We were blessed by the gods in this vintage, as we didn't have to deal with the attacks of powdery mildew that threaten Chardonnay in particular (the vintage is particularly susceptible to infection). The expected outbreak didn't happen, in the end, largely thanks to weather conditions that were unfavourable to fungal development. On the other hand this year, as in 2017, accumulated water levels helped the plants grow exponentially during the warm periods that followed the rainfall. Growers found that they needed to be everywhere at once in order to trim the leaves and raise the canopy - vegetative growth was so extreme that we found no respite from the task. Alas, this pattern is increasingly the norm - so much so that it barely rates any comment in the region...
In total contrast to the gloomy winter, summer 2018 was the second-warmest summer since 1900, with a heatwave taking place during the post-veraison period towards the end of July through to mid-August. Rather ironically, given the start to the growing season, we found ourselves wishing for rain... There were significant disparities in weather across the Mâconnais. Without leaving the region, we could observe levels of rainfall that doubled by going from one village to another... Furthermore, right from the start of August, we began to be concerned for our young vines planted on schist in Fuissé: we were powerless to help as the leaves turned yellow and the grapes withered.
On 15 August, we began to monitor levels of ripeness. On 20 August the first pickers began their work in the commune but... at the Domaine, we decided to wait. The first to begin picking in 2015 and 2017 in order to maintain levels of freshness, in this heatwave year we found ourselves biding our time! The lack of water was felt most profoundly in Fuissé, where ripening was completely blocked. Late-ripening Vergisson, on the other hand, was the commune that saw the greatest amount of rainfall, and as a result proceeded at a normal pace.
By the 25th of August, with no rain forecast for the next three weeks, we were left hoping for a miracle.
On 28 August, in order to save our thirsty vines, we decided to use a small team to pick our three parcels planted on granitic soils... Then we waited, holding our breath... One day followed another, tension climbed... The sky remained obstinately blue, the afternoons were torrid.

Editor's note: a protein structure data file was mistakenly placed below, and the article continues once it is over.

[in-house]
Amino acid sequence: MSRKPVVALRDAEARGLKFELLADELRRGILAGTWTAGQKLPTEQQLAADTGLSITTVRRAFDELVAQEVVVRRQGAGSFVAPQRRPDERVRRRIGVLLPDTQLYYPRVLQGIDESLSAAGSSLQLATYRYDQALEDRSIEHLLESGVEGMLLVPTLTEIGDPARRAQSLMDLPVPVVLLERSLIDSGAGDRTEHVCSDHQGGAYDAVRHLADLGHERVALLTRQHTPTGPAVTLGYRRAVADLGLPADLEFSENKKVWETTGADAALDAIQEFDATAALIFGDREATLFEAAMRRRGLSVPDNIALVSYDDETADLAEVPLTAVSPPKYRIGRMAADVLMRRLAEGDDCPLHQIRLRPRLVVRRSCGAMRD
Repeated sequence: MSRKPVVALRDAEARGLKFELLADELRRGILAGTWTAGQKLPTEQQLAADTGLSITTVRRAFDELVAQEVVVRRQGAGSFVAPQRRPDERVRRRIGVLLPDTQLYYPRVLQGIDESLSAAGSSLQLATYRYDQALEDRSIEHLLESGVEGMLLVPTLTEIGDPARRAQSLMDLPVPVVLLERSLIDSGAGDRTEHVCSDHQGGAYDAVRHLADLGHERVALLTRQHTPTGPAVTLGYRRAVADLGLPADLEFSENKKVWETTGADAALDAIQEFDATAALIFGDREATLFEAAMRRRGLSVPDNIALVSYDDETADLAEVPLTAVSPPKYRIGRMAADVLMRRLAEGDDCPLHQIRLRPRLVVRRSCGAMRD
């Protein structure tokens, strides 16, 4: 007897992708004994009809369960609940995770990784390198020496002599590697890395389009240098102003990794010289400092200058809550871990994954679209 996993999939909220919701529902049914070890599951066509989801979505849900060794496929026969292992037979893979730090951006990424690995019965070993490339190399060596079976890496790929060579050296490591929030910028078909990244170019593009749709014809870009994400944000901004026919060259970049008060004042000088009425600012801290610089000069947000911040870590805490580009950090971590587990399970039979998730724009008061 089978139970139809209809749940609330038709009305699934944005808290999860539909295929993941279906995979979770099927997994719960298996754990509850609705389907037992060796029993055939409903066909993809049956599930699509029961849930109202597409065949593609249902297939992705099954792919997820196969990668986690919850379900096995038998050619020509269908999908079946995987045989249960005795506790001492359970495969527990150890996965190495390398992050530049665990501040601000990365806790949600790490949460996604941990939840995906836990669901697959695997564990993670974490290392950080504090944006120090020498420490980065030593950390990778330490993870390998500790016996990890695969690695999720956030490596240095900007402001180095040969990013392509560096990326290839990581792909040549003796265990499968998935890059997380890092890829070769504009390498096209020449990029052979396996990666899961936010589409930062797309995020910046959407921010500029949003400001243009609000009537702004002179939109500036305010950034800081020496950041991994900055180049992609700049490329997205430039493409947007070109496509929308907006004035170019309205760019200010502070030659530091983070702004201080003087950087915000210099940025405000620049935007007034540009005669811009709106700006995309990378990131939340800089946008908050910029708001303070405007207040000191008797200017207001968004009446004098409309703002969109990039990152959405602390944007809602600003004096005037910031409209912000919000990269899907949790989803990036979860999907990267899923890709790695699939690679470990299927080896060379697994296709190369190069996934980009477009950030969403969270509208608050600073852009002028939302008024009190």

1 September. Still waiting, with no certainty of success - just the hope of change, despite cloudless skies and parched soils.
Oh! Blessed respite! The first few days of September brought cool nights. We might not have had any rain, but the drop in temperatures offered some relief. Over the course of two nights, we saw the features of the vineyards change and the grapes plump up. We could, at long last, begin picking. Our job was still a delicate one, thanks to very uneven levels of ripeness that dictated a convoluted route through the vineyards, travelling backwards and forwards between Fuissé and Vergisson.
On 12 September, we stopped picking in order to allow the last vines to complete their ripening.
On 20 September, we picked up our secateurs once again in order to complete the longest harvest period in the history of the Domaine.
We took the risk of wait, following the maxim of author Ronald Wright, 'When you have many choices before you... and you can't make a decision between them, always take the path that requires the most courage...' We hope, in time, to see our patience rewarded.
The wines of this vintage are, today, delicate and refined, not unlike those of 2017, and whose hallmark characteristics of elegance, tension and generosity were totally unexpected after such a tumultuous growing year.